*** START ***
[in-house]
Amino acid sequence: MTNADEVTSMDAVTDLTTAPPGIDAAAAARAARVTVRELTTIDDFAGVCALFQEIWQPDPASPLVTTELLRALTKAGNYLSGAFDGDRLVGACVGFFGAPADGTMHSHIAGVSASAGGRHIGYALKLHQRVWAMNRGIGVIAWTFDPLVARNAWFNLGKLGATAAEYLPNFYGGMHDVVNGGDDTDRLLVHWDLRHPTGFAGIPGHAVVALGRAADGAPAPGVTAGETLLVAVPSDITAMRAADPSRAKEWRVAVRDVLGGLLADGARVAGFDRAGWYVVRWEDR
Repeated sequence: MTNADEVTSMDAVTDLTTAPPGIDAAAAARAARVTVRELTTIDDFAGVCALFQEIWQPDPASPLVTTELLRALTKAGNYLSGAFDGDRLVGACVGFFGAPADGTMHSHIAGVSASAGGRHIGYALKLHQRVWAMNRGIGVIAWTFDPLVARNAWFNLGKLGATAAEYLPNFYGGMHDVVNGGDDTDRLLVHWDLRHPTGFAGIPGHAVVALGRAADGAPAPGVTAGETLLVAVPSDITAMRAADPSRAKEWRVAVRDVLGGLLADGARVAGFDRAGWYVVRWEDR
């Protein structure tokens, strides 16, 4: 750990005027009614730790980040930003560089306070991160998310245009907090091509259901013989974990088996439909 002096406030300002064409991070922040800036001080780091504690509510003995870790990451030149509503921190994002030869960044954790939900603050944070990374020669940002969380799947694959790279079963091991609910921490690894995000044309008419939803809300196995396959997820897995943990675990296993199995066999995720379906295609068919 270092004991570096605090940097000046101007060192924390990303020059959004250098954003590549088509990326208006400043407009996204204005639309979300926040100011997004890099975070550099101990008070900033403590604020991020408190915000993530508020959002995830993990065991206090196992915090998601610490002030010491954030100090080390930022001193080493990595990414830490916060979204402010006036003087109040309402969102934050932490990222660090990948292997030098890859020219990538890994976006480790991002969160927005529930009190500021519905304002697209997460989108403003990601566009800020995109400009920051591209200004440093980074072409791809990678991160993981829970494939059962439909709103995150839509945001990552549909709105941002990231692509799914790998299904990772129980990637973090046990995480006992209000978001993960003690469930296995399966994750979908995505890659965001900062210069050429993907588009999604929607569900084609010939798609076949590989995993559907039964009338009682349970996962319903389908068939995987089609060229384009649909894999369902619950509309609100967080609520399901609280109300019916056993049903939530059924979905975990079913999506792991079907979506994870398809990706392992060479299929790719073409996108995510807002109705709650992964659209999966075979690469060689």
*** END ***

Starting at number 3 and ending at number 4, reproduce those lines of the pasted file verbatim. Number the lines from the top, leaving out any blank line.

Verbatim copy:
Repeated sequence: MTNADEVTSMDAVTDLTTAPPGIDAAAAARAARVTVRELTTIDDFAGVCALFQEIWQPDPASPLVTTELLRALTKAGNYLSGAFDGDRLVGACVGFFGAPADGTMHSHIAGVSASAGGRHIGYALKLHQRVWAMNRGIGVIAWTFDPLVARNAWFNLGKLGATAAEYLPNFYGGMHDVVNGGDDTDRLLVHWDLRHPTGFAGIPGHAVVALGRAADGAPAPGVTAGETLLVAVPSDITAMRAADPSRAKEWRVAVRDVLGGLLADGARVAGFDRAGWYVVRWEDR
């Protein structure tokens, strides 16, 4: 750990005027009614730790980040930003560089306070991160998310245009907090091509259901013989974990088996439909 002096406030300002064409991070922040800036001080780091504690509510003995870790990451030149509503921190994002030869960044954790939900603050944070990374020669940002969380799947694959790279079963091991609910921490690894995000044309008419939803809300196995396959997820897995943990675990296993199995066999995720379906295609068919 270092004991570096605090940097000046101007060192924390990303020059959004250098954003590549088509990326208006400043407009996204204005639309979300926040100011997004890099975070550099101990008070900033403590604020991020408190915000993530508020959002995830993990065991206090196992915090998601610490002030010491954030100090080390930022001193080493990595990414830490916060979204402010006036003087109040309402969102934050932490990222660090990948292997030098890859020219990538890994976006480790991002969160927005529930009190500021519905304002697209997460989108403003990601566009800020995109400009920051591209200004440093980074072409791809990678991160993981829970494939059962439909709103995150839509945001990552549909709105941002990231692509799914790998299904990772129980990637973090046990995480006992209000978001993960003690469930296995399966994750979908995505890659965001900062210069050429993907588009999604929607569900084609010939798609076949590989995993559907039964009338009682349970996962319903389908068939995987089609060229384009649909894999369902619950509309609100967080609520399901609280109300019916056993049903939530059924979905975990079913999506792991079907979506994870398809990706392992060479299929790719073409996108995510807002109705709650992964659209999966075979690469060689």